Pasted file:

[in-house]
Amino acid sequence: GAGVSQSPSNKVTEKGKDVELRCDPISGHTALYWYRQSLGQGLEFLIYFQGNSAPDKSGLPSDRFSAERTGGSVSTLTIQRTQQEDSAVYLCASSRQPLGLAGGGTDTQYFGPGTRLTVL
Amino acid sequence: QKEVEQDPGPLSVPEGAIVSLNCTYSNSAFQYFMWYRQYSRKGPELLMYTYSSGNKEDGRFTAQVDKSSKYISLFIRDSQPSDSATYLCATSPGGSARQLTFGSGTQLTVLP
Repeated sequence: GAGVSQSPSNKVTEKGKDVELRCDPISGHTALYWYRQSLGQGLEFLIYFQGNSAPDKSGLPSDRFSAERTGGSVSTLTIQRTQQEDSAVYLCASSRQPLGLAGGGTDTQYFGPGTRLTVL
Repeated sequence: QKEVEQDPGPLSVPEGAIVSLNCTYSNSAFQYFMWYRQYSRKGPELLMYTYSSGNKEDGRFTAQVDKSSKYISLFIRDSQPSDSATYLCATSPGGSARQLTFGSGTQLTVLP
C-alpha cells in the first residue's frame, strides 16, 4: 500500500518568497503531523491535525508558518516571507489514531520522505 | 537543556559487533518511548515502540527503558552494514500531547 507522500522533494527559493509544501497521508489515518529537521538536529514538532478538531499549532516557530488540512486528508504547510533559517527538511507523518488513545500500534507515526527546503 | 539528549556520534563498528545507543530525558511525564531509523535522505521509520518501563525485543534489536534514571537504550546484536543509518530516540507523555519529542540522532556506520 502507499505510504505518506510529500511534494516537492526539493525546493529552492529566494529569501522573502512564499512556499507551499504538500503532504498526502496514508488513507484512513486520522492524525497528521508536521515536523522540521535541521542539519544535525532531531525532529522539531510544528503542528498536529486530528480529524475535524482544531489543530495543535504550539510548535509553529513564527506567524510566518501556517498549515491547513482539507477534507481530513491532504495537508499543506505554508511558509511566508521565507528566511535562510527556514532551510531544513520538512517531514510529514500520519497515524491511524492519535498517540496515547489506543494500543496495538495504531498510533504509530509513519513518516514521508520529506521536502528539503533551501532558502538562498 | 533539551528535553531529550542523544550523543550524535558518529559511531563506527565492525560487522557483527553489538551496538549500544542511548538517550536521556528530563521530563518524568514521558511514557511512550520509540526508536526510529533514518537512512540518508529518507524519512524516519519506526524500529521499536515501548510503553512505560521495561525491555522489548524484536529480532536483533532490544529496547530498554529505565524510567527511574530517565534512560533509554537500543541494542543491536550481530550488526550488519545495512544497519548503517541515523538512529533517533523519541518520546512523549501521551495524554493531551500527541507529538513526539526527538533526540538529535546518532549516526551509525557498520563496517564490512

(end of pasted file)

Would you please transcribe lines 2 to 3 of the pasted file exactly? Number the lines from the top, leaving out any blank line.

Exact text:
Amino acid sequence: GAGVSQSPSNKVTEKGKDVELRCDPISGHTALYWYRQSLGQGLEFLIYFQGNSAPDKSGLPSDRFSAERTGGSVSTLTIQRTQQEDSAVYLCASSRQPLGLAGGGTDTQYFGPGTRLTVL
Amino acid sequence: QKEVEQDPGPLSVPEGAIVSLNCTYSNSAFQYFMWYRQYSRKGPELLMYTYSSGNKEDGRFTAQVDKSSKYISLFIRDSQPSDSATYLCATSPGGSARQLTFGSGTQLTVLP